Augusta Besson consistently has been a top-of-the-line nursing facility since its completion a few years ago. However, as the baby boomers reach retirement, the financial pressure on facilities like Augusta Besson will grow. Will future residents in 2020 be able to expect the kind of living accommodations and quality care provided today by Augusta Besson? That’s the “3,000 euro” question.


Admission procedures in the United States look easy compared to the ones in France and yet one complains about the “paperwork.” Special attention to the Dietary Department: the space provided for food conservation (four walk-in freezers), food preparation and staff certification requirements: we walked in unannounced and could have eaten on the kitchen floor. Patients have access to common and private amenities one would find only in private-pay facilities in the USA. However, as stated in my conclusion, how long is this system financially sustainable?


French long-term care is a complex system involving European, national and local healthcare agencies. My relative was unaware of all the steps needed before admission to such a facility. The new socialist administration plans to simplify the admission and reimbursement systems in the coming years.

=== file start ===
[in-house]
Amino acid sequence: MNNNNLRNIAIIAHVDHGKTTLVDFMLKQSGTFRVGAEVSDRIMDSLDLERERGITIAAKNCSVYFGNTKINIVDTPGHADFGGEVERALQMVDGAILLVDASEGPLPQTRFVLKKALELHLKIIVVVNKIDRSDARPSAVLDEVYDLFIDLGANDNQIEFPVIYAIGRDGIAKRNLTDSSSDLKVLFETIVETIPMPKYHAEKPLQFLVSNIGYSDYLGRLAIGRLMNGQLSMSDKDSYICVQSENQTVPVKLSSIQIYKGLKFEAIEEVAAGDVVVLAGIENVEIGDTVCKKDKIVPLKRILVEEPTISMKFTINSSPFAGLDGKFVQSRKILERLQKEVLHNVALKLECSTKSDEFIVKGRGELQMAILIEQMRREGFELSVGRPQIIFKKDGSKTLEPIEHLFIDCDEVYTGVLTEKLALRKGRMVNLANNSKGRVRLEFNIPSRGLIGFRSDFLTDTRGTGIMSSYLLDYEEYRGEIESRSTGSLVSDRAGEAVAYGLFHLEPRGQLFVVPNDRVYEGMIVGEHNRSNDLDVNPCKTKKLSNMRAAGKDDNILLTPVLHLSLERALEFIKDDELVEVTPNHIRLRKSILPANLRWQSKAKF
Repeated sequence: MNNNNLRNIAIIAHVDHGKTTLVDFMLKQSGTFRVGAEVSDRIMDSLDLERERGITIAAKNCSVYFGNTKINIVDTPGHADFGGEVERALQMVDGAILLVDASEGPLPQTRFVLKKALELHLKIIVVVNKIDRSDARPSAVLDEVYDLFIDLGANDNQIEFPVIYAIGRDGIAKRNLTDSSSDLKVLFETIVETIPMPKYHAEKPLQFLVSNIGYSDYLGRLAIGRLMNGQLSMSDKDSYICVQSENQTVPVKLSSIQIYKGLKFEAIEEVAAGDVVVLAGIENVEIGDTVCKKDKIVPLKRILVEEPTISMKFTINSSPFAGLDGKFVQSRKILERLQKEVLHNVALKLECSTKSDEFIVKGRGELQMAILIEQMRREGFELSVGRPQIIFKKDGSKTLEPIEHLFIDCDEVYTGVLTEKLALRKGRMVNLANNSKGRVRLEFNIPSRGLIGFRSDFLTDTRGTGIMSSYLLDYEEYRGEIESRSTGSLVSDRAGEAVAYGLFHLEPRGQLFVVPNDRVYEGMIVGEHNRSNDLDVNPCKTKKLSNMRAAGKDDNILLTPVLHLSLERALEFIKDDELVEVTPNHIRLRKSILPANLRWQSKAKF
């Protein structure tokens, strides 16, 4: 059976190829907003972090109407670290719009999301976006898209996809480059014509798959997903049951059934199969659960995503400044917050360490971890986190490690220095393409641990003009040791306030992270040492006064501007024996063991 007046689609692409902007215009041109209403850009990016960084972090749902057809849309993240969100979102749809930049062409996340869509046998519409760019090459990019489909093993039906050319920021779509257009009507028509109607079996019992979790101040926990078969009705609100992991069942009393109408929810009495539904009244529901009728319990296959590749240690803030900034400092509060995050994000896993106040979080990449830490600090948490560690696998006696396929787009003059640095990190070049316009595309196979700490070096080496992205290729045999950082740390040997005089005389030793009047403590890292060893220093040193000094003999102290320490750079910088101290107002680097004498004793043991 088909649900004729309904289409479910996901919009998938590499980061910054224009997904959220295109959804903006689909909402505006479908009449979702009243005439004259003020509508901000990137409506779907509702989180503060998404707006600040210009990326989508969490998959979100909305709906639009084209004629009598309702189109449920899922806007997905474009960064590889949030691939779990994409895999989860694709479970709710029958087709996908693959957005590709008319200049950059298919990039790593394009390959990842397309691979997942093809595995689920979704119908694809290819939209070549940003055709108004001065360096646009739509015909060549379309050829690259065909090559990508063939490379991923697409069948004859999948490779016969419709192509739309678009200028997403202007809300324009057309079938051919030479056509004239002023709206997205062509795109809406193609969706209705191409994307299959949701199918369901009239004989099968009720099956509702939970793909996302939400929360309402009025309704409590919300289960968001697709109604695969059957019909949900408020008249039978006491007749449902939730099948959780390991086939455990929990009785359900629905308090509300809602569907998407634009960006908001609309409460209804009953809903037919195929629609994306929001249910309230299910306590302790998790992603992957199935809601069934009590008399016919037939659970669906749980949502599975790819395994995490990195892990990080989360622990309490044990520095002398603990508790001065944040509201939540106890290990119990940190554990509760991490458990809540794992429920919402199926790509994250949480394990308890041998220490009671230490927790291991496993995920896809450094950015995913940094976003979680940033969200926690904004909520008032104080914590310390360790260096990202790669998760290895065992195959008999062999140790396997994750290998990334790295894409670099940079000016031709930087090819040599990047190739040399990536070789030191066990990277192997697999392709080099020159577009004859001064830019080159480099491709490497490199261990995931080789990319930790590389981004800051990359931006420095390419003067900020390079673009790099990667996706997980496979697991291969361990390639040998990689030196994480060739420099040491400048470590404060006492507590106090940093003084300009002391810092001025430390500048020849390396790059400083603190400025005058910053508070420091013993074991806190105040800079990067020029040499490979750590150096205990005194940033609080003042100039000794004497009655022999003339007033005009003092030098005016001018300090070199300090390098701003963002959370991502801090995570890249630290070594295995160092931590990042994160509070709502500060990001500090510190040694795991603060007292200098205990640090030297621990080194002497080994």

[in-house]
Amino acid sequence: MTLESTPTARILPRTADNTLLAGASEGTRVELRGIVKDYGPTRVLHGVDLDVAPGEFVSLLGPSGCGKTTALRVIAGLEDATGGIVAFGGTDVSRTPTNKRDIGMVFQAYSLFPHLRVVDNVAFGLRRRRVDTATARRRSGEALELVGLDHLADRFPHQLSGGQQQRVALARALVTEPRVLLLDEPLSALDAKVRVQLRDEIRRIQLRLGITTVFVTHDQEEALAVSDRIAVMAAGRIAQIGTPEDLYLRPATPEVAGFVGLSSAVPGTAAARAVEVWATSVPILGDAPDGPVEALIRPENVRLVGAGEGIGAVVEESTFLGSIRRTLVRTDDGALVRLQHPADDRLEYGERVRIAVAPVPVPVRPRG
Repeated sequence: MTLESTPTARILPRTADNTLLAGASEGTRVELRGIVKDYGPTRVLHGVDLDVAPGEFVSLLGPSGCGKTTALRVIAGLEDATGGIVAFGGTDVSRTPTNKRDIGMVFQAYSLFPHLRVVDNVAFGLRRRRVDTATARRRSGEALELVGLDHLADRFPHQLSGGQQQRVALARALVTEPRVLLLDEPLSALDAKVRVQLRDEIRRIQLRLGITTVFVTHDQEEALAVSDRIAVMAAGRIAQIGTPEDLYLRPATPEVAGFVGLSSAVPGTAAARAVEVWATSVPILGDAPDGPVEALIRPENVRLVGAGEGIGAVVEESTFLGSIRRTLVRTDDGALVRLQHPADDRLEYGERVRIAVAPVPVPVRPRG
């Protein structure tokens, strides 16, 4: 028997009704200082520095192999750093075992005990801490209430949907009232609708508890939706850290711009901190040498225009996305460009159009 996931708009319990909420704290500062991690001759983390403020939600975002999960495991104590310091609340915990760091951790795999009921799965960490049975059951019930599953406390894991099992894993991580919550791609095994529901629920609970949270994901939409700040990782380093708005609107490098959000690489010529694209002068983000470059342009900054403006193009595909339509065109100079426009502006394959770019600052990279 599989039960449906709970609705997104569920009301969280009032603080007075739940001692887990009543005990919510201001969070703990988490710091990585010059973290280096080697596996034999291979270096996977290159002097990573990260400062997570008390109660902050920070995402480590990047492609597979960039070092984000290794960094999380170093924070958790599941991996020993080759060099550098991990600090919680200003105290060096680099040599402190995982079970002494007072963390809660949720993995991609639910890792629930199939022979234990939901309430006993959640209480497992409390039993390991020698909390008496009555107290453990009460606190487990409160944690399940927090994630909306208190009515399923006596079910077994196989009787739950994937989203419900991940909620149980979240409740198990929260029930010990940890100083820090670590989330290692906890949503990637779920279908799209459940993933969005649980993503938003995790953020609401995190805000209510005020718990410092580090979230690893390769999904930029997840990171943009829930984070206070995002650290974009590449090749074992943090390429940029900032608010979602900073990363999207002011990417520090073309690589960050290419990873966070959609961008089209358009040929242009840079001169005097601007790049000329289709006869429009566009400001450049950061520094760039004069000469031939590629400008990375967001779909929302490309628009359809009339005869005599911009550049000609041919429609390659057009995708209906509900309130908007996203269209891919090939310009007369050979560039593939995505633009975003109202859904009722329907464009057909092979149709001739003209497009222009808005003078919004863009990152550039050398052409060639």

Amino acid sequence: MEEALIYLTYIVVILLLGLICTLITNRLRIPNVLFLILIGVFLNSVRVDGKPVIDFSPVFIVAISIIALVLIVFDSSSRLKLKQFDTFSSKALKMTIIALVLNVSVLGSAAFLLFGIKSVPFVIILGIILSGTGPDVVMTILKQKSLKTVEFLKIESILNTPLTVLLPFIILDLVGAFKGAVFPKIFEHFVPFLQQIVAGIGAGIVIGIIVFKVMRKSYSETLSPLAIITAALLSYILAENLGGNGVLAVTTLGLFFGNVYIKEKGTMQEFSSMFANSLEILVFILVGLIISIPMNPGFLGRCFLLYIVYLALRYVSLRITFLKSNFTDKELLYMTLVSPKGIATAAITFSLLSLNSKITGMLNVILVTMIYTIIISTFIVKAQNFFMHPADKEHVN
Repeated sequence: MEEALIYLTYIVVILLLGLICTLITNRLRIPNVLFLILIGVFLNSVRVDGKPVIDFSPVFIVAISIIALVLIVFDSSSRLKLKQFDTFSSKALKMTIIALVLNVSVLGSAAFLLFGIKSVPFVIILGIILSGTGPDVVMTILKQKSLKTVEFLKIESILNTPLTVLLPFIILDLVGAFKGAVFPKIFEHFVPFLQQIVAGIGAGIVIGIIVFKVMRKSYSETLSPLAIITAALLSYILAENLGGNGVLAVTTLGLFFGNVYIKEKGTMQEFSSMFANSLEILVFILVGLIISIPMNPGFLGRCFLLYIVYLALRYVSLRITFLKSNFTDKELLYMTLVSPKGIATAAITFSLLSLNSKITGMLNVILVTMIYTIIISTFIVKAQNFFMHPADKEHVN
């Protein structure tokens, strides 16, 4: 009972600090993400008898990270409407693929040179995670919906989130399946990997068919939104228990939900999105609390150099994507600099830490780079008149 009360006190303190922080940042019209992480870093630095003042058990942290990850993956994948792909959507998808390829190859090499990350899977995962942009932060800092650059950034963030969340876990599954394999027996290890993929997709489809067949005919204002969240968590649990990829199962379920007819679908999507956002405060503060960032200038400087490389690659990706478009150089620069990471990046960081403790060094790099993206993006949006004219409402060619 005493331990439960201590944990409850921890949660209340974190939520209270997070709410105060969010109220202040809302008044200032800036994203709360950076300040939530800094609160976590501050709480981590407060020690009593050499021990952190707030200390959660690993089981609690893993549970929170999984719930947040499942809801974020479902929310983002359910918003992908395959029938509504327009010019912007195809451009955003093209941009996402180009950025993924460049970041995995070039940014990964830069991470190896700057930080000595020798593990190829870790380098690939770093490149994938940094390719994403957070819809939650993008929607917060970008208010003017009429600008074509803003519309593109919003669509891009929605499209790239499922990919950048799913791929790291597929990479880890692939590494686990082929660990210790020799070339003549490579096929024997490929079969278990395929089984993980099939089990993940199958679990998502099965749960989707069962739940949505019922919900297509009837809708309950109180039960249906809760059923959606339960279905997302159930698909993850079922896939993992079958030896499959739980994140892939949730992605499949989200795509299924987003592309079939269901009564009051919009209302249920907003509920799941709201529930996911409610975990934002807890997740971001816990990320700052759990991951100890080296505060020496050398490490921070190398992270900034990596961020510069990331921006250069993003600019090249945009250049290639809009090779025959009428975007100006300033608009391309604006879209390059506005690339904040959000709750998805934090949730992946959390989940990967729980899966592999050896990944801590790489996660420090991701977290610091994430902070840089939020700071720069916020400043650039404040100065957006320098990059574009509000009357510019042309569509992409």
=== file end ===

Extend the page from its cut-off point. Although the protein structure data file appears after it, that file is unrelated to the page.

Gabriel Bach, PhD, MBA, is a professor at North Lake College in Irving, Texas. He has more than 17 years of experience in Health Services Management and was runner-up for the Texas Health Care Association’s 2001 Texas Administrator of the Year. Send email to


*Autonomie Gerontologie Groupes Iso-Ressource, which is equivalent to the Minimum Data Set (MDS) in the United States.

**Departement is a territorial administrative unit comparable to a U.S. state, but with less autonomy.

***Haute Autorite de Sante is the French National Authority for Health (08/13/2004 Law on Social Security).

Topics: Alzheimer's/Dementia , Articles , Clinical , MDS/RAI , Medicare/Medicaid , Regulatory Compliance